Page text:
How to use IndexedDB to store images and other files in your browser by Tobias Quante

How to use IndexedDB to store images and other files in your browser

Tobias Quante

Tobias Quante

IndexedDB is a low-level, asynchronous NoSQL database in the browser. It allows developers to store bigger amounts of data in a structured manner without having to rely on a backend service. This article aims to shed some light on the basic functionalities of the IndexedDB API

Table of contents

TL:DR Take me to the Github Repos or the Live Demo
A note on browser behavior
Persistent storage implementation largely depends on the browser. For the sake of ease, the project for this article does not implement user-preference checks, such as asking for storage permission. It's up to you to implement them yourself and ensure browser compatibility.

About IndexedDB

IndexedDB vs. Web Storage

When compared to other web storage methods, IndexedDB comes with a few extra perks. It:

  • works asynchronously, does not block the tab's main thread
  • uses transactions to ensure data integrity
  • allows for indexing and faster querying
  • has increased storage capacity (depending on the browser)

Browser compatibility and usability

At the time of writing this article:

Storage quota and persistence

Browsers reserve space on your device's drive for persistence. They define a quota that governs the total amount of data to store.

Important: Quota does not only include IndexedDB, but also other web persistence APIs, caches and ServiceWorker registrations. Consider quota limits carefully when designing local storage strategies

The easiest way to find out how much storage your browser reserves is by calling the 'estimate' method:

(async function() {
    const estimate = await;

Doing this on the domain gives the following result:

The values' unit is shown in bytes. To determine the remaining MB/GB, divide the quota and usage by:

  • quota / 1024 for KB (= 2097152 KB)
  • quota / 1024² for MB (= 2048 MB)
  • quota / 1024³ for GB (= 2GB)
In a nutshell, this means the origin '' has a total of 2GB quota on my hard drive available. It currently uses around 9kb of them.

Use cases

Offline-first scenarios

IndexedDB is particularly useful for storing data in Progressive Web Apps. Compared to the service worker's cache, data stored in IndexedDB remains easily accessible and resilient to data integrity problems during synchronization.

Client caching strategies

A few months ago, I reported to a German government institution. They requested many documents, preferably in PDF, over a portal platform. I had to upload each file in a separate file form field.

After ten-ish minutes, my form submission failed due to a server problem. The form data was deleted from the browser, including my documents.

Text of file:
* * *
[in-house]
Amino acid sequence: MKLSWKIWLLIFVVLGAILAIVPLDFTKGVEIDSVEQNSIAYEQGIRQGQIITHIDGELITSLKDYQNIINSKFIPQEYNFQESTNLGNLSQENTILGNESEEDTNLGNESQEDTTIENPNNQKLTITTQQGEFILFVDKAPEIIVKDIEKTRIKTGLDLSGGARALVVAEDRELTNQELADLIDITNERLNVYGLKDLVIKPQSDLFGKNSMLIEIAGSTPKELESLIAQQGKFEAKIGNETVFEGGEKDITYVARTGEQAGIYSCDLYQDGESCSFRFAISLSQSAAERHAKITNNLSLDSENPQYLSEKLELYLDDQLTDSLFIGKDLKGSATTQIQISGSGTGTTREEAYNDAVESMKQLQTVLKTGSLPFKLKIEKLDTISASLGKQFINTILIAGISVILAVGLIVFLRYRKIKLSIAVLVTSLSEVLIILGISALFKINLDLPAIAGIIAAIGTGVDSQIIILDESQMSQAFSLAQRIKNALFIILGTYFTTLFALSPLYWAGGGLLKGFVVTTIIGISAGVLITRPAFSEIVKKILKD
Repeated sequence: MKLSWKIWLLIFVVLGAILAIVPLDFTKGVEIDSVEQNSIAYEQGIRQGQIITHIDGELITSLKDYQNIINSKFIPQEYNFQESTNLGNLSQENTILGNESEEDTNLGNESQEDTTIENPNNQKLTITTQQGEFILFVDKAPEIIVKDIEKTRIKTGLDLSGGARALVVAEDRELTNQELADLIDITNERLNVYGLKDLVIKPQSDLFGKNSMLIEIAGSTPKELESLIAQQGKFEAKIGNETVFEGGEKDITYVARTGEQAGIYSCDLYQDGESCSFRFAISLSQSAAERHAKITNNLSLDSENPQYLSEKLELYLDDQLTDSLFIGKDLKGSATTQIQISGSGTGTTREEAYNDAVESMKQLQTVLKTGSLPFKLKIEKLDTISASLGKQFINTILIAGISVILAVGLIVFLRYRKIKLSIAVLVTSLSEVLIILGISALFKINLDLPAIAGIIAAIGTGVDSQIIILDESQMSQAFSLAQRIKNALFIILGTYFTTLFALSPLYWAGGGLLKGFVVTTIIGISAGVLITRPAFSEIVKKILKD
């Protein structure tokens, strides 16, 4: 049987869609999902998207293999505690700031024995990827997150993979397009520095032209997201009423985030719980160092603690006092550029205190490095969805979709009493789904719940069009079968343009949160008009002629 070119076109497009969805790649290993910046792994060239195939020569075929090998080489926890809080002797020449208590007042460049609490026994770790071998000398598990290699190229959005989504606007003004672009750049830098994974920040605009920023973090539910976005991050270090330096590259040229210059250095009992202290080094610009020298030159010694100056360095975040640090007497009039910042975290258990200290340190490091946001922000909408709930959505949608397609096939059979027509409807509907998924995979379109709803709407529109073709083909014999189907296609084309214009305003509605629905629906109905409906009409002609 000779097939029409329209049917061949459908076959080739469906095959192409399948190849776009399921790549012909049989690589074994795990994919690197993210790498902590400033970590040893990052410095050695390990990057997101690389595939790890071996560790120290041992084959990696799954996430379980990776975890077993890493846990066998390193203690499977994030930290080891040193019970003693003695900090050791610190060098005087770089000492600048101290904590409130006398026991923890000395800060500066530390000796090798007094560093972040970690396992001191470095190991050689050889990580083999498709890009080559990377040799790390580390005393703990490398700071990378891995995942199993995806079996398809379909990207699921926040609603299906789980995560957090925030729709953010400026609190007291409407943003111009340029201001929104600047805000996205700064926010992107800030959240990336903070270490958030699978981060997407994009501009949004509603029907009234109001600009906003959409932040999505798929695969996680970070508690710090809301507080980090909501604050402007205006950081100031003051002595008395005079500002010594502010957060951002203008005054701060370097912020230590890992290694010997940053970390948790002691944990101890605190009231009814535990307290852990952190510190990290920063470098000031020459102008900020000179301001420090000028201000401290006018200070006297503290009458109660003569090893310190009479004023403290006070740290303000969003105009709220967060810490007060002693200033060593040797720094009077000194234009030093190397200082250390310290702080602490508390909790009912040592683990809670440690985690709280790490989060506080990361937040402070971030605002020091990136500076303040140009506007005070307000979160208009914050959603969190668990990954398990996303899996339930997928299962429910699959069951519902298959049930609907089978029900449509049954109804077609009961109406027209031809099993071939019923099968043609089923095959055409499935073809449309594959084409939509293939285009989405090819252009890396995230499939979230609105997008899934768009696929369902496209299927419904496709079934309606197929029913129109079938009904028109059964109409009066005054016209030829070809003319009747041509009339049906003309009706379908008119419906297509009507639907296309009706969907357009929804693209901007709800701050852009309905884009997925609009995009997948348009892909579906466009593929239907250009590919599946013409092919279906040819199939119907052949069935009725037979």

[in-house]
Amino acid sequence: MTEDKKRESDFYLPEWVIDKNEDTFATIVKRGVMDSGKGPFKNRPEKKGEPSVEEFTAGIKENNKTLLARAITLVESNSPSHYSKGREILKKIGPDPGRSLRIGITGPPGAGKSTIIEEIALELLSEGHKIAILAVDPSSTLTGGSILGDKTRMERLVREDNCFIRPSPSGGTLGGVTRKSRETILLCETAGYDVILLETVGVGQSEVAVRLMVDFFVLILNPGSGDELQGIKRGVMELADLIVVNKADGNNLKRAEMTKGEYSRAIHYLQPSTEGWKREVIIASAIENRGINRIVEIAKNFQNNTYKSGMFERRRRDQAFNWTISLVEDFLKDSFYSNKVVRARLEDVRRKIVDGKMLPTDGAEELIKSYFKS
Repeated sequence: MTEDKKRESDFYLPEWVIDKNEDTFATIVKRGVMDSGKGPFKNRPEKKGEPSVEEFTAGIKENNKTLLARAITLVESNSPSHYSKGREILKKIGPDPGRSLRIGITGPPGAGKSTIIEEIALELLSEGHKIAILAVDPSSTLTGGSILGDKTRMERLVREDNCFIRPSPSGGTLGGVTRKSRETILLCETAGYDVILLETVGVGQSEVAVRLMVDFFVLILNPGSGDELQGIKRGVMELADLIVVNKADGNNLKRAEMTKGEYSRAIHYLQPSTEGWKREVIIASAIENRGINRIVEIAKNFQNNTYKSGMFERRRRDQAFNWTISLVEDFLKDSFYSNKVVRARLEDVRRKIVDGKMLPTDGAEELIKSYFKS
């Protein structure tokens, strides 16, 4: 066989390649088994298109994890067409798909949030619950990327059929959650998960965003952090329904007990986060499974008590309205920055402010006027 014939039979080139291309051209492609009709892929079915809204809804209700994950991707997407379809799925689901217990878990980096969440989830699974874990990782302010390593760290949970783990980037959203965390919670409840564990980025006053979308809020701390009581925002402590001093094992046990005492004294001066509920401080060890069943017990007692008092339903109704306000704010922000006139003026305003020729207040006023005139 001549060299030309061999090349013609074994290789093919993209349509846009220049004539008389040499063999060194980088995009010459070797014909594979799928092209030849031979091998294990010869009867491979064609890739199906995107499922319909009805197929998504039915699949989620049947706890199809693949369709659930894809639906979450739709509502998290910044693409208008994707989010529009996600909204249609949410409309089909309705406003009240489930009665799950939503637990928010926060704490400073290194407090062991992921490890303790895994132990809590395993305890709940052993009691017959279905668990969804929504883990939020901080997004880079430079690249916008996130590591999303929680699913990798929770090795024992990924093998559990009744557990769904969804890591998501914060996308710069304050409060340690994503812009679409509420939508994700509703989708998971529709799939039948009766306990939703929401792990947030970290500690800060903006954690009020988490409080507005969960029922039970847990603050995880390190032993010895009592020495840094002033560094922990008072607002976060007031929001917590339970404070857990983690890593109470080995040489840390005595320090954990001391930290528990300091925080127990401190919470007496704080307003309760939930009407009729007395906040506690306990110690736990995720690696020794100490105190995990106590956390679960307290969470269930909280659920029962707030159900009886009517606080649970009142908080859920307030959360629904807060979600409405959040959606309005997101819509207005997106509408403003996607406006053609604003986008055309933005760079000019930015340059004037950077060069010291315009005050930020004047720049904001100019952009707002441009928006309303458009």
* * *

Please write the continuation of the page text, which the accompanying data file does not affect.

It would've been a good idea to store these documents somewhere on the client before sending them to the server so I would not have to upload everything all over

But they weren't. So rinse and repeat from the beginning.

Implement data privacy

There are a few good reasons to consider local storage for privacy reasons. The most prominent are probably laws like the GDRP in Europe. For such it comes in handy if entered data never leaves the respective computer. IndexedDB provides a lot of relevant methods to handle everything your user needs.

Possible pitfalls

Accidental deletion by the user

Since the browser stores the data, they're easily deleted by incautious usage. When a user requests the browser to delete their data, this could include data stored by IndexedDB.

Data loss due to exceeded storage quota

Modern browsers reserve a lot of storage space for browsers. It is possible for data loss to occur once the required exceeds available storage space.

Unexpected browser behavior

With that, I don't mean the browser behaves in an unexpected manner. Much rather, its behavior is correct, you just wouldn't expect it. A prominent example is Apple's ITP policy for Safari, which removes stale data (including IndexedDB!) after seven days without interaction.


So far, we've established a general understanding of the 'what's and 'why's. Let's dive into how to use IndexedDB next.

There's a GitHub repository that mirrors this article's content. If you'd like to follow along, start with its branch 01-start

Create the database and object-storage

Note: Check out branch 02-init-db for reference

Let's start by creating the database to save images. The process of doing so involves the following steps:

  1. Request the database using its name and version
  2. Create a store (or many stores) in which to save images
  3. Optional: Set up an index to query the store
  4. Return the created db instance for further usage

Request the database

We can use the ', version)' method to request the database to open. If the version of the database you request does not exist yet, the browser will create it for you.

const request =, dbVersion);

Handle the database request's events

Once the operation completes, the request emits three events:

  1. 'onerror' means: The database request failed